Alexandra Palace has opened a dedicated creative learning facility, the latest phase in a major restoration of its East Wing.
Designed with input from local schools, health service providers, set designers and arts organisations, the Creativity Pavilion will offer workshops, exhibitions and performances, with a focus on skills development and boosting well-being.
The pavilion, created by architects Feilden Clegg Bradley Studios, has a flexible design to allow it to be adapted for a wide range of activities.
It comprises a series of movable panels to create different-sized spaces, a lighting rig and sound system and the ability to darken the room for projection.
Louise Stewart, chief executive of the Alexandra Park and Palace Charitable Trust, said having a specially designed space for its learning activities meant the organisation “will be much better placed to deliver a creative programme to inspire people”.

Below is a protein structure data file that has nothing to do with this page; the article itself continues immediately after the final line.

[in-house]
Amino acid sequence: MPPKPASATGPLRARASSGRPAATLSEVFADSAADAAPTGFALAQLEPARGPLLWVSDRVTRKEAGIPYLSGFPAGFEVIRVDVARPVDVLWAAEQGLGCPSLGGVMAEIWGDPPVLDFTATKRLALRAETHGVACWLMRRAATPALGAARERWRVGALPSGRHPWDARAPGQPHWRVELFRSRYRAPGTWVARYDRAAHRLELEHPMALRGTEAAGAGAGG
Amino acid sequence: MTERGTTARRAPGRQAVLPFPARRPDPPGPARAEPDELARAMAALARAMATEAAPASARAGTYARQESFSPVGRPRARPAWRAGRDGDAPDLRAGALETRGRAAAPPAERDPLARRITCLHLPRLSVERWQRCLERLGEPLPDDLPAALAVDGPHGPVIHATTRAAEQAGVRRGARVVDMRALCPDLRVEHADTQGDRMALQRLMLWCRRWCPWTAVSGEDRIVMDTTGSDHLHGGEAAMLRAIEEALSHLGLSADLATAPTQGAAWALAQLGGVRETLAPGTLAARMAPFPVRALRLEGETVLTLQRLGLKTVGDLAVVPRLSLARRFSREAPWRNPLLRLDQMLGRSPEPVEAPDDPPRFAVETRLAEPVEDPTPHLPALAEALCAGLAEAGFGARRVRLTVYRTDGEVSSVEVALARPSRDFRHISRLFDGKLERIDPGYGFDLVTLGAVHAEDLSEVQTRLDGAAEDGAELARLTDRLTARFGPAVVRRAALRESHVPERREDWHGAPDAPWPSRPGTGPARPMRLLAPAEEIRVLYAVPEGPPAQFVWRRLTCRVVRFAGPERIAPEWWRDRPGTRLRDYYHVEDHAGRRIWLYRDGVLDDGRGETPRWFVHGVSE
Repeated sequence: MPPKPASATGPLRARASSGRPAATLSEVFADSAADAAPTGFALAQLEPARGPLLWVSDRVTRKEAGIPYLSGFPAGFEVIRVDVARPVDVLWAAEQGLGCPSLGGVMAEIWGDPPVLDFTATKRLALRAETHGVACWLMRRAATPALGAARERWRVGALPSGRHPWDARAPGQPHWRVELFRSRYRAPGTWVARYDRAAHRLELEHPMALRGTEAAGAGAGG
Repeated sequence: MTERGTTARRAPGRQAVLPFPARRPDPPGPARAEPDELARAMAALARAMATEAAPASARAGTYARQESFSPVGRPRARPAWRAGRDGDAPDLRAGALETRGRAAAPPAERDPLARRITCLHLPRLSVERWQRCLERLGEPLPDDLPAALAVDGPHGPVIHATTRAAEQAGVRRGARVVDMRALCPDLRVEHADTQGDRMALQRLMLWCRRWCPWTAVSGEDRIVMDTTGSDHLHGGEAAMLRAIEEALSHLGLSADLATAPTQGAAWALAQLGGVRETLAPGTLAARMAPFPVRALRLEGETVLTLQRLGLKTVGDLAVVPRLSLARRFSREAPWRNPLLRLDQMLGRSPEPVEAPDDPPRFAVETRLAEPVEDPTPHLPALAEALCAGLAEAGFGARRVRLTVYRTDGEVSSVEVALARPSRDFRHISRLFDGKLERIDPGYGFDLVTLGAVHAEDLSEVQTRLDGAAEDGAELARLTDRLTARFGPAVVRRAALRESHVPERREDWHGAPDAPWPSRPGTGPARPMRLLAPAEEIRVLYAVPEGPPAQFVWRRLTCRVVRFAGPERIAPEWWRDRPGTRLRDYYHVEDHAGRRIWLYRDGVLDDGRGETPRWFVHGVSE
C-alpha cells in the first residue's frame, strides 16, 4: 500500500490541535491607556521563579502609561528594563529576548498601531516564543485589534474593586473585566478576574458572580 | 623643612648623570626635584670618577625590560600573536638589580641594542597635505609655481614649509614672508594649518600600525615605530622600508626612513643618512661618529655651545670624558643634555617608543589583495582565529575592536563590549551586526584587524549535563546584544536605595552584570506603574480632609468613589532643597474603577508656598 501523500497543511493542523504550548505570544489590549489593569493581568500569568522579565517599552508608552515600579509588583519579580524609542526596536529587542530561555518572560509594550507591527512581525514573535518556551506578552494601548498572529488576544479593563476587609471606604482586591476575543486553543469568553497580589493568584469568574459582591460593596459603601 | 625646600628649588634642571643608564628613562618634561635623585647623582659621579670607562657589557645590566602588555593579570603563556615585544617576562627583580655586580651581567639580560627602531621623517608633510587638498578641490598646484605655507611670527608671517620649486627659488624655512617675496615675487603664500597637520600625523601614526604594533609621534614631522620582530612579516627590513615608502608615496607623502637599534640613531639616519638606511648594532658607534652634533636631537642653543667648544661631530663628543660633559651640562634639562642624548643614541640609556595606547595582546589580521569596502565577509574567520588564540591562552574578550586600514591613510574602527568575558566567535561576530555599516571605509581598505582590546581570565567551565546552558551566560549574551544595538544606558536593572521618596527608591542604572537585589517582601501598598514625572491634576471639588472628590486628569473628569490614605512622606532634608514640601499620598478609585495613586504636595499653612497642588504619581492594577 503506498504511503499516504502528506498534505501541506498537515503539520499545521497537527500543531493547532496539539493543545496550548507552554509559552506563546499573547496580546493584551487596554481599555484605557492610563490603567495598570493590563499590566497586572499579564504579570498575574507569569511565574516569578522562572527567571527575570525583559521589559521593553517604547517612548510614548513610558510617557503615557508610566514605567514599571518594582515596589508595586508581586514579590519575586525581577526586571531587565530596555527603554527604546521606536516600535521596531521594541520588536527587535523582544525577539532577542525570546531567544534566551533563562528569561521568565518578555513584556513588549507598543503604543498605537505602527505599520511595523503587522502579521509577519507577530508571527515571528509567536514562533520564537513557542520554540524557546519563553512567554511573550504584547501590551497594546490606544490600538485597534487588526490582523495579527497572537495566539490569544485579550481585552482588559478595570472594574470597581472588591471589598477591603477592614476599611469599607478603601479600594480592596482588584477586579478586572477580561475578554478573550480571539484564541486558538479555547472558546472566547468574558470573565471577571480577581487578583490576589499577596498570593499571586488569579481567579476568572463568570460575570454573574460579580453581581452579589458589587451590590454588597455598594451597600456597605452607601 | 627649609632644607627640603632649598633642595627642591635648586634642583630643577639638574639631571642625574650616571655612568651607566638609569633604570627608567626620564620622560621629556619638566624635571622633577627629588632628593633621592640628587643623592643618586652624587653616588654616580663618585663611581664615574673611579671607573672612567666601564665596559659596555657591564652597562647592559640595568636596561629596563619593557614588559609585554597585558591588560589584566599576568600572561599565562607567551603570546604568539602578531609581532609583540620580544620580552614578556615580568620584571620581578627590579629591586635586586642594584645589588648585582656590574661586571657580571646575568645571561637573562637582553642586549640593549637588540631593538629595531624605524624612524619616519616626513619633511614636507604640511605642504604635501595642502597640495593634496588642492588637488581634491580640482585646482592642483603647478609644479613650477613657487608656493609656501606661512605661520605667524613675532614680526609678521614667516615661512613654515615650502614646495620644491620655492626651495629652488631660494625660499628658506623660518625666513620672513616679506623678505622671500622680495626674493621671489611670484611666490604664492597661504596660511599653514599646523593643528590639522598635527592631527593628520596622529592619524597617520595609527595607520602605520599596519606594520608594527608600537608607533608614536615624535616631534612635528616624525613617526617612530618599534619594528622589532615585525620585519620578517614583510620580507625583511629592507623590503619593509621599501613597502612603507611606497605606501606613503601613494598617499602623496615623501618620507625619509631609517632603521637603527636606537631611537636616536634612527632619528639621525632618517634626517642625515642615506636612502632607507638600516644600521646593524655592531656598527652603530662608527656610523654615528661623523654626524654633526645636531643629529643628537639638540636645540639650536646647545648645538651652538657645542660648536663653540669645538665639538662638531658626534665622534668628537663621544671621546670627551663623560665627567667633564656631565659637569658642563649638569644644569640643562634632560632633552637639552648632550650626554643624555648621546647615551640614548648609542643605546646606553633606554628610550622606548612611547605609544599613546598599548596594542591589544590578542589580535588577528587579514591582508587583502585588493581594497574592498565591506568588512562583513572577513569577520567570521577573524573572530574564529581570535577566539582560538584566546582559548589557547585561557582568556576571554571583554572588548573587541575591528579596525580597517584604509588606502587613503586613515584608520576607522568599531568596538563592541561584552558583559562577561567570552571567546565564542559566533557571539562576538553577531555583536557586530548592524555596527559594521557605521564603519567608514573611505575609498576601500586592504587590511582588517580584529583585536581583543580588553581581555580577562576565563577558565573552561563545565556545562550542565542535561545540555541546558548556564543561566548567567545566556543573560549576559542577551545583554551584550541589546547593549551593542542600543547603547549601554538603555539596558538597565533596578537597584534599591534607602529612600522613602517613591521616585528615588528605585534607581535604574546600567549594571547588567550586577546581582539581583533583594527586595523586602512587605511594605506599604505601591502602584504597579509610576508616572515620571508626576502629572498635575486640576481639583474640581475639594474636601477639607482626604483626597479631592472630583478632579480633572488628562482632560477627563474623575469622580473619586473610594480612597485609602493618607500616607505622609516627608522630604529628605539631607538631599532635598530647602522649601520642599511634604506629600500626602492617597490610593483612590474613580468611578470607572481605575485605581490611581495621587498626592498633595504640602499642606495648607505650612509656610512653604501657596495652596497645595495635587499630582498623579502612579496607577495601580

“It’s going to be exciting to see how this space will support the charity to benefit more people in new ways,” she added.
The Creative Pavilion’s offering will include schools workshops, community-curated events and creative sessions for people with disabilities.
Funding for the project included a £500,000 grant from the now defunct Sackler Trust, which stopped its philanthropic giving in the UK last year amid controversy over the Sackler’s family’s alleged links to the US opioid crisis.
The pavilion is the latest phase to be completed in Alexandra Palace’s East Wing restoration, which also includes a £26.7 million redevelopment of its Victorian Theatre.
The theatre reopened in 2018 for the first time in more than 80 years, and now stages a range of drama, musical theatre and music.